what to eat...
when confronted with the overwhelming and conflicting food information out there it can be disheartening and maddening to try to figure out where to begin if you want to make substantive change to the way you eat. should i take a cooking class? should i read a book? should i get a master's degree in nutrition? it's hard to believe that our hunter gatherer forebears were able to make it without an app or a four year degree. in future blog posts i hope to share the wonderful variety of lifestyles that hunter gathers had, how their culture can be used as a guiding star to refashion yourself into the healthiest you, but for now, let's just get to the bare bones of the whats...
what do i have in my pantry? my fridge? my freezer? my garden?what do i process in my food to get the best out of it and what i refuse to have in my house? how do i afford a lifestyle that prioritizes health and wellness on a budget?( i realize the last one was a "how")
perhaps its best to start with what i refuse to have in my kitchen. industrial seed oils, sugars in all of its myriad incarnations (except maple syrup, I'm not perfect), and anything that advertises its healthy benefits or can sit on a shelf for an indefinite time. so, whats left? tons of fresh fruit, and vegetables and ethically raised animal products. for example, my cooking fats are lard(pig fat), tallow(beef fat), goose and duck fat, butter, ghee(butter with the milk solids separated), and coconut oil. i use avocado oils, and a few nut oils like pistachio and walnut and olive oil for dressings, but rarely use them for cooking. i'll also use rendered bacon fat and drippings. my transition to using these fats for cooking was probably the most transformative addition to my diet and to the flavor profiles of the foods i serve.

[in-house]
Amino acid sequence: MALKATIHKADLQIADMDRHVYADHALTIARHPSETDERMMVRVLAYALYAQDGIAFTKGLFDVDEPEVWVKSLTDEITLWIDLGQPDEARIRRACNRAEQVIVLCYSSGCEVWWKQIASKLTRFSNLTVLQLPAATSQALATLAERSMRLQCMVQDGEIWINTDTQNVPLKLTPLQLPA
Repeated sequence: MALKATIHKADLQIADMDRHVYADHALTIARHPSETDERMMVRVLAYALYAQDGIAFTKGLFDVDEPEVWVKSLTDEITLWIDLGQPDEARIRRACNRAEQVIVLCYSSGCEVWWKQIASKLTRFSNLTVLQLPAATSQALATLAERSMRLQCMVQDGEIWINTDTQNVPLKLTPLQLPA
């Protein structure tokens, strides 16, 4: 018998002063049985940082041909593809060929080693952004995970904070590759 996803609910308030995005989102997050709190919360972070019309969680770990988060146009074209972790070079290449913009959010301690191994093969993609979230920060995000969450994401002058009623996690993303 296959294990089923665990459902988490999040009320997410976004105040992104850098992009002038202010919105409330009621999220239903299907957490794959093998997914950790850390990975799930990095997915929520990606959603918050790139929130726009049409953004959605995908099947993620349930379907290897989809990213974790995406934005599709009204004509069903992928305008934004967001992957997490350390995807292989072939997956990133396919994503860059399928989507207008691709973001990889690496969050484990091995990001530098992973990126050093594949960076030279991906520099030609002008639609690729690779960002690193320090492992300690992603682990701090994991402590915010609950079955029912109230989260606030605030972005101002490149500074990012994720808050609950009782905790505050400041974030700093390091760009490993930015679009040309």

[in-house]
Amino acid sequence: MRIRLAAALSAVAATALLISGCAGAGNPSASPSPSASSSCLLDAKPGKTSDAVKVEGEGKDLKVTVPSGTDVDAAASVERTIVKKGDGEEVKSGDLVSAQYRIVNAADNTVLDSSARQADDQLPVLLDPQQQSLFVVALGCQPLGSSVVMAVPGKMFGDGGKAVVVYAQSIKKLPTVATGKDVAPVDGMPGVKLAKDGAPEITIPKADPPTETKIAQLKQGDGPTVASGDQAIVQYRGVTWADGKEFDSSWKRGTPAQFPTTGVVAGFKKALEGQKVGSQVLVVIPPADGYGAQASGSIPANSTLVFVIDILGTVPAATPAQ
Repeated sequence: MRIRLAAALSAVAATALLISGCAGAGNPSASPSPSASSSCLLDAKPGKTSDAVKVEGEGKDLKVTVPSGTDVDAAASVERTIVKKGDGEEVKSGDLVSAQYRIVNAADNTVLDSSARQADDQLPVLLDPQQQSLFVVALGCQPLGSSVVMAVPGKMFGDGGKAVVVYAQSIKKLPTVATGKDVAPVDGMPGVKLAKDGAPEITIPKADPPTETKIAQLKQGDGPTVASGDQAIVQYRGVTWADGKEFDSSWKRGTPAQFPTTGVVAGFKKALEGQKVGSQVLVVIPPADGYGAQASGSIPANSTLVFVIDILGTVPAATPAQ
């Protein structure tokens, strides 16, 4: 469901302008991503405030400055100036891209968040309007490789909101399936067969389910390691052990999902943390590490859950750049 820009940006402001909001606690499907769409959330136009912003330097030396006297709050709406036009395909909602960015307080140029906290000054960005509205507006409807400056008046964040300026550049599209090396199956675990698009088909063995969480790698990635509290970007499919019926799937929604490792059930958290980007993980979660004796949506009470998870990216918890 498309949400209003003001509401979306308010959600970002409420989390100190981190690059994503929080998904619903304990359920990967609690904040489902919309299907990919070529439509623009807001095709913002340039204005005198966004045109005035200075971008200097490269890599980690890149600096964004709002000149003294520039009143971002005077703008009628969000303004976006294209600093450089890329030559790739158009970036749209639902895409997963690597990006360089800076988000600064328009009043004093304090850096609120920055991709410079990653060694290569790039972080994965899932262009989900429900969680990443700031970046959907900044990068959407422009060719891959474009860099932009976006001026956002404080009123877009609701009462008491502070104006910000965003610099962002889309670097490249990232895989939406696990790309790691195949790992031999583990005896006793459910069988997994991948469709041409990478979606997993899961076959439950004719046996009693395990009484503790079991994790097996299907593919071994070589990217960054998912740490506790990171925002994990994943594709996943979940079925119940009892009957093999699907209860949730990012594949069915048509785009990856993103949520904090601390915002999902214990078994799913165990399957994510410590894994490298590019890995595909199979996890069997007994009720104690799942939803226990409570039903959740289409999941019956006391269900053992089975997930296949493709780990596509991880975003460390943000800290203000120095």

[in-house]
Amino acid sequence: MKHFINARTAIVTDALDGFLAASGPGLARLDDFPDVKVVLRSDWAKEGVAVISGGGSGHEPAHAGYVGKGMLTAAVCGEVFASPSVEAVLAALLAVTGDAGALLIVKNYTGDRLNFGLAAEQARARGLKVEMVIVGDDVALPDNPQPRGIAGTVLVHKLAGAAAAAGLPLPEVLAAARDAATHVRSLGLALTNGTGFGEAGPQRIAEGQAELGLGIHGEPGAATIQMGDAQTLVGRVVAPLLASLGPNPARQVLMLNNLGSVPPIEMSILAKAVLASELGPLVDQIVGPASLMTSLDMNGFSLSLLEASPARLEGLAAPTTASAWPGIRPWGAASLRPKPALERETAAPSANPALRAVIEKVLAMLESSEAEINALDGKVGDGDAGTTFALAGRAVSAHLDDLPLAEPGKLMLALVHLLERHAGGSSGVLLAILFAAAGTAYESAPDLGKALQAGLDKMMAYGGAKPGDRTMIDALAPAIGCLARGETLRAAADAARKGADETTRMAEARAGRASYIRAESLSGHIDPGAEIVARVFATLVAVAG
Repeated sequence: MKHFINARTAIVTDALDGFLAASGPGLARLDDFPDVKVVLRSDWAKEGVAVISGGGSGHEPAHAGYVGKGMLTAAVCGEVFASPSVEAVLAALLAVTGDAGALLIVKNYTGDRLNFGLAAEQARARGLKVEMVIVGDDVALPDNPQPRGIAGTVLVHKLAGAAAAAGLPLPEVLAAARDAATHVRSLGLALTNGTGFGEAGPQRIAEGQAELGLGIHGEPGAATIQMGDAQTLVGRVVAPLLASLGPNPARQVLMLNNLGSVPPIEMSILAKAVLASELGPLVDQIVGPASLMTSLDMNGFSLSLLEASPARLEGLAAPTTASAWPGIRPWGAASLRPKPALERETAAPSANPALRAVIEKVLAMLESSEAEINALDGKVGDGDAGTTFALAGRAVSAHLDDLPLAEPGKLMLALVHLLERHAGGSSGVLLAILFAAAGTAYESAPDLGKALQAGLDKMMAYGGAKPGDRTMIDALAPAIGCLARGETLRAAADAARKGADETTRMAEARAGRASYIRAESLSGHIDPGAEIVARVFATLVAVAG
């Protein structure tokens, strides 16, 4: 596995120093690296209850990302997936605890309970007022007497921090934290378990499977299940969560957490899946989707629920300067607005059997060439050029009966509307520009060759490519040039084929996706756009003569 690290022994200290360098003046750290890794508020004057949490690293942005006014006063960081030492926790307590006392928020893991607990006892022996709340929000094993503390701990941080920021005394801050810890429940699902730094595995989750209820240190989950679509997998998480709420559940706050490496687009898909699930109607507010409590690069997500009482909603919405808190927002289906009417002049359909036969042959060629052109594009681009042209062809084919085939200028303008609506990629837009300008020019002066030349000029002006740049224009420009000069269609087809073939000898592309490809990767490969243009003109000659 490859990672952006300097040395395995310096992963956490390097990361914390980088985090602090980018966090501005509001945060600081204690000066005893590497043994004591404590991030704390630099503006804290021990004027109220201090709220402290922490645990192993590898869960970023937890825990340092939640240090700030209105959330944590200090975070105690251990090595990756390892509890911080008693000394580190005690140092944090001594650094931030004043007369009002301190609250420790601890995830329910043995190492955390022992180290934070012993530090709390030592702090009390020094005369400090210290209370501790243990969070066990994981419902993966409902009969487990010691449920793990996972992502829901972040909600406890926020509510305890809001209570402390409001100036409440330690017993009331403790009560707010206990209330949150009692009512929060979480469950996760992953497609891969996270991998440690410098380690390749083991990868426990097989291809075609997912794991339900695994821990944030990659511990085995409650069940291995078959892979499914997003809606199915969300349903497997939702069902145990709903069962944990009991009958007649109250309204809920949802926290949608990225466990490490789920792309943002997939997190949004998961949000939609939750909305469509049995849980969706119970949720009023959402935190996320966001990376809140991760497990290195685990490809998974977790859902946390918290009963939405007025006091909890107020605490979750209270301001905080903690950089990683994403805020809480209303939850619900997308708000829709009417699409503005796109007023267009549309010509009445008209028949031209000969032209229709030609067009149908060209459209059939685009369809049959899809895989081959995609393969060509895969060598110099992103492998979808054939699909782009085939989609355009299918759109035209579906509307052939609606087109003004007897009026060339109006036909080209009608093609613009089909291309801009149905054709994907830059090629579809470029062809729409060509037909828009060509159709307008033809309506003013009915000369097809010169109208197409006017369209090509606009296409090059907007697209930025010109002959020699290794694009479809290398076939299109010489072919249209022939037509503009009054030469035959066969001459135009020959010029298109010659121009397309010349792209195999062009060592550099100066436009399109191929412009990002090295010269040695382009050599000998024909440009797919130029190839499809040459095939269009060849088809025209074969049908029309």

although dairy isn't normally a staple of paleo cooking, I've incorporated it back after a long absence, and haven't seen a negative reaction. i only use full fat dairy though, because the taste is amazing and its much more filling. theres a saying that i love" eat half for yourself and half for you gut", meaning creating a beneficial environment for your gut bacteria to thrive is an important element to a healthy lifestyle. yogurts, kefir, cheeses and pickled and fermented foods are a staple part of my diet, and when used in conjunction with fermentable foods that can create the "soil" for those microbe to flourish in your gut. to that end i have sauerkraut, kimchee, and pickled vegetables like beets and okra in my fridge.
a note on ethically raised animals, i pay a premium for the meat that i feed my family. i want to know that the animal had a life it was adapted for and eating foods it was adapted to eat. i try to respect the life of the animal by minimizing waste and keeping with the traditions of having a relationship with the butcher and fishmonger and asking hard questions and advocating for a better food system for the eater and the eaten. i also eat the cheaper cuts of meat whenever possible, this can save on cost and its tastier anyway.
fruits and vegetables! eat a wide variety and don't be afraid. the supermarket is filled with such a cornucopia of variety and there is so much waste in the way we prepare these foods. in future blog posts, ill delve deep into vegetables, but keep thinking variety. a typical gatherer had around 800 edible species of plants around them, and remember that bitter is incredible good for you. you can retrain the palate to prefer these superfoods and if all else fails just melt some butter over it!